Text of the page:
Murchison to Christchurch

Murchison to Maruia Springs

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Ten or fifteen kilometres past Murchison heading south on HW6 you will come to the turn off to Springs Junction along HW65. A nice alternative is to follow the Matakitaki Valley Rd out of Murchison, rejoining HW65 after 43 km, roughly 17 km shy of Maruia. This mostly gravel back road adds about 3 km distance plus at least 100m of climbing, but it is pleasantly quiet and blissfully free of traffic.

The old store at Maruia

There are no stores on either route, although there is a good café at Maruia (not to be confused with Maruia Springs). Some years ago this used to be a store run by a German couple and their small children. They were an exceptionally friendly family and I was grateful for a cold draught of homebrew they shared with me. I camped under the tree close to the store that evening and was allowed access to a small kitchen and shower in their backpackers. They clearly loved the place but were later deported for an old drugs offence they had failed to disclose when they entered the country from Germany. A sad end to a couple who were devoted to a place they had discovered far from home and who clearly wished to put the past behind them.

Take plenty of water with you. On a hot day you can be using a litre of water every ten kilometres on the steep bits. There are streams if you have a filter and the odd farmhouse which will likely allow you to fill your water bottles, so no real problems providing you are prepared.

Once you reach Springs Junction (garage and store/tearooms), take a left hand turn and head along SH7. Fifteen or so kilometres past Springs Junction you will come to Maruia Springs. Maruia Springs has a pub but, more importantly, it has hot pools. This is a marvellous place to forego the camp stove for a night and shout yourself a meal. Camping is available on site, but limited to camper vans. The price of a room is a bit steep, but this is a wonderful way to soak off the weary kilometres, and the Japanese style bath house is spacious and relaxing with large windows that look out over the bushy neighbouring hillsides.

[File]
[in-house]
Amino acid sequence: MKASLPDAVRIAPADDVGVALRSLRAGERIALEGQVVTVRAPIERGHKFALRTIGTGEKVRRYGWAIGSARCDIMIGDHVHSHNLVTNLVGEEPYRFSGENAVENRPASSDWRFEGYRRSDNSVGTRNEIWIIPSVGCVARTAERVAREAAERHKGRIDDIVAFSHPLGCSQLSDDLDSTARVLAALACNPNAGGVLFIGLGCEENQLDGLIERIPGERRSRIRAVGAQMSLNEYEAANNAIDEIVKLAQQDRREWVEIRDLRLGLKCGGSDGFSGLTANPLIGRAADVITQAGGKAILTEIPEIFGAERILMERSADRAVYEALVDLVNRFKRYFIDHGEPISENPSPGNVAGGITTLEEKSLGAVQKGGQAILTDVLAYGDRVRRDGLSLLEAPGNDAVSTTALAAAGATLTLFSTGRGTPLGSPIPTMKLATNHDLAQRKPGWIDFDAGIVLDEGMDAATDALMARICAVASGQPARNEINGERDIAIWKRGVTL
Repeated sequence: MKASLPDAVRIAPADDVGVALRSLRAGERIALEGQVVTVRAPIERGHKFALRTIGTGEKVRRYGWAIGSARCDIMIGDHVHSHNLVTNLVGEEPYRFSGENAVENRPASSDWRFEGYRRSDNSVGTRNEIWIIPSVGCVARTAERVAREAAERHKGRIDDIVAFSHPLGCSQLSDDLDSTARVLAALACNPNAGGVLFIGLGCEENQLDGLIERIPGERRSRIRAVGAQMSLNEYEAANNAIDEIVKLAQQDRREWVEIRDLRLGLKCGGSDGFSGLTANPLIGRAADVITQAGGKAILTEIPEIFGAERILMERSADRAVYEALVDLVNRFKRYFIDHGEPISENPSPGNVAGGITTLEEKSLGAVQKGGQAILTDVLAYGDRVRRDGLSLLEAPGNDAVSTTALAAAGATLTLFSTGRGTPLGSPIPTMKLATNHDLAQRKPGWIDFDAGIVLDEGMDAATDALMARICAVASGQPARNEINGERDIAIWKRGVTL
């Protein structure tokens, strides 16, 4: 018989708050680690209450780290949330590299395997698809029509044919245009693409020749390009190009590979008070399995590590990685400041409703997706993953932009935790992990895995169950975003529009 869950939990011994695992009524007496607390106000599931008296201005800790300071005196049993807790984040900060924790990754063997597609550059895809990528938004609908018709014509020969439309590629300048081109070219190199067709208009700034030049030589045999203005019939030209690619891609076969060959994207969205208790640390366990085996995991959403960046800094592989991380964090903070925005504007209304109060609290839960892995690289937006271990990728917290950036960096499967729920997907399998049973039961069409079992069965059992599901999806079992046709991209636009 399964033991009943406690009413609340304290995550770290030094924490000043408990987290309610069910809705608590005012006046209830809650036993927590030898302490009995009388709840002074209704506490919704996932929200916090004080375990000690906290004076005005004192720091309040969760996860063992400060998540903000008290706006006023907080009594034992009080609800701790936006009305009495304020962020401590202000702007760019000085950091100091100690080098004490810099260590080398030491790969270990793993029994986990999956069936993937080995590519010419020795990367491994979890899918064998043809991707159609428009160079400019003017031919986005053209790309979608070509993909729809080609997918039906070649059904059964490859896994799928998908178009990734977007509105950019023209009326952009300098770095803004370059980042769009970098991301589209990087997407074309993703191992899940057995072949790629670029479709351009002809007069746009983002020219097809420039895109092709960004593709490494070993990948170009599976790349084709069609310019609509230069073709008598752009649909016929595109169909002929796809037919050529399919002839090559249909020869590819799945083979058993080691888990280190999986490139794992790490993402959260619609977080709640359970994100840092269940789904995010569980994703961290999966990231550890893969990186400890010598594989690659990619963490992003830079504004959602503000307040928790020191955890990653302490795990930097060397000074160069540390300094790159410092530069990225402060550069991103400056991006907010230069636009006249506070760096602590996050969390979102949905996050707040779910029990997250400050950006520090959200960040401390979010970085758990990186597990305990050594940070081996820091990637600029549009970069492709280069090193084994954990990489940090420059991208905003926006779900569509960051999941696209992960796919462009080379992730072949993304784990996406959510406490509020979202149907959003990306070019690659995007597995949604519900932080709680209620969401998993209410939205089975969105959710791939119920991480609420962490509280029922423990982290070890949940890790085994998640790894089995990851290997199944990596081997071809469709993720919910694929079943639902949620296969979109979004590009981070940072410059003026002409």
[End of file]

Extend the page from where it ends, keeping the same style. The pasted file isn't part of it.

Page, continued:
If you prefer a cheaper option, there are DOC camps at Marble Hill, 6.5 km east of Springs Junction, Deer Valley, 20 km east of Springs Junction, and Boyle Village over the pass.

Making a few adjustments

If you are lucky, at this point you will start to come across Keas, very common in this area. Keas are colourful, native parrots and have a friendly and mischievous nature. Stories about their unclipping wing mirrors and taking apart tents are mostly exaggerated, but don't underestimate those sharp claws and tough little beaks... This picture shows a couple of Keas taking apart a friend's bike. The German cyclist in question wandered off to take photos and, looking back, wondered why a group of other tourists had gathered around her bike. She soon found out why!

Maruia Springs to Hanmer Springs

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Lewis Pass Summit

After leaving Maruia Springs you are immediately faced with the steepest part of your trip, the Lewis Pass. However, you are likely fresh and although the road rises to over 900 metres, you have already climbed a considerable distance the day before. A further 300 metres over five kilometres will take you over and then it's a winding downhill stretch all the way to Hanmer Springs (ten kilometres off state highway 7 at Lochiel). Here are further hot pools and most of the facilities you require including a bike shop.

Hanmer Springs to Christchurch

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If you get the wind behind you this is an easy day's cycle through to Christchurch. It is mostly downhill or flat and winds down through the Hurunui Hills to the junction at Waipara where you turn right and head down state highway 1 to Christchurch. Take a close look at the map here. You can avoid the main road by turning inland, once you cross the Waipara river, and take the inland route known as state highway 72 through Balcairn, Sefton and Rangiora. Whichever way you turn it's a beautiful, generally even ride across the Canterbury Plains with the snow capped Southern Alps on your right all the way.

Amberley to Sheffield via Route 72

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Vanishing point on Route 72

Route 72 is a great alternative to the main highway, traversing the Canterbury Plains along straight-as-a-die roads and passing through quiet country towns with plenty of services and accommodation options. The road rises, but not perceptibly. And the scenery, though unwaveringly pastoral, is pleasant.

By taking this route you can avoid Christchurch altogether, continuing south to Geraldine or up into the alps over Arthur's Pass.

You may also consider turning off before Rangiora to take the even-further-inland route through Ashley Gorge (campground), rejoining Route 72 at Oxford. At just 80 km this route is practically the same distance as Route 72 proper, but with the added bonus of being lightly trafficked.

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